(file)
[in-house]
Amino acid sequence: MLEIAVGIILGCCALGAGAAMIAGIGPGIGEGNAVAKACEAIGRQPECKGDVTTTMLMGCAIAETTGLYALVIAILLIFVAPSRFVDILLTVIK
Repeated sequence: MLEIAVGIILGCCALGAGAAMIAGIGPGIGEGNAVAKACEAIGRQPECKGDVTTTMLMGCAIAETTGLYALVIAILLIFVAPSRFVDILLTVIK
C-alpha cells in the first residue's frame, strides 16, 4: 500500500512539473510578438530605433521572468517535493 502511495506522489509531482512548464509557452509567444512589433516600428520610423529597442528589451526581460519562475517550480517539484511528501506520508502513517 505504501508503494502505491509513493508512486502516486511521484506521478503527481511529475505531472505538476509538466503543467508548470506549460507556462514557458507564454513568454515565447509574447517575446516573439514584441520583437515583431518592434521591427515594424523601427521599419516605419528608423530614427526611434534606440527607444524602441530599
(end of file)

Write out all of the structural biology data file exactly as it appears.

[in-house]
Amino acid sequence: MLEIAVGIILGCCALGAGAAMIAGIGPGIGEGNAVAKACEAIGRQPECKGDVTTTMLMGCAIAETTGLYALVIAILLIFVAPSRFVDILLTVIK
Repeated sequence: MLEIAVGIILGCCALGAGAAMIAGIGPGIGEGNAVAKACEAIGRQPECKGDVTTTMLMGCAIAETTGLYALVIAILLIFVAPSRFVDILLTVIK
C-alpha cells in the first residue's frame, strides 16, 4: 500500500512539473510578438530605433521572468517535493 502511495506522489509531482512548464509557452509567444512589433516600428520610423529597442528589451526581460519562475517550480517539484511528501506520508502513517 505504501508503494502505491509513493508512486502516486511521484506521478503527481511529475505531472505538476509538466503543467508548470506549460507556462514557458507564454513568454515565447509574447517575446516573439514584441520583437515583431518592434521591427515594424523601427521599419516605419528608423530614427526611434534606440527607444524602441530599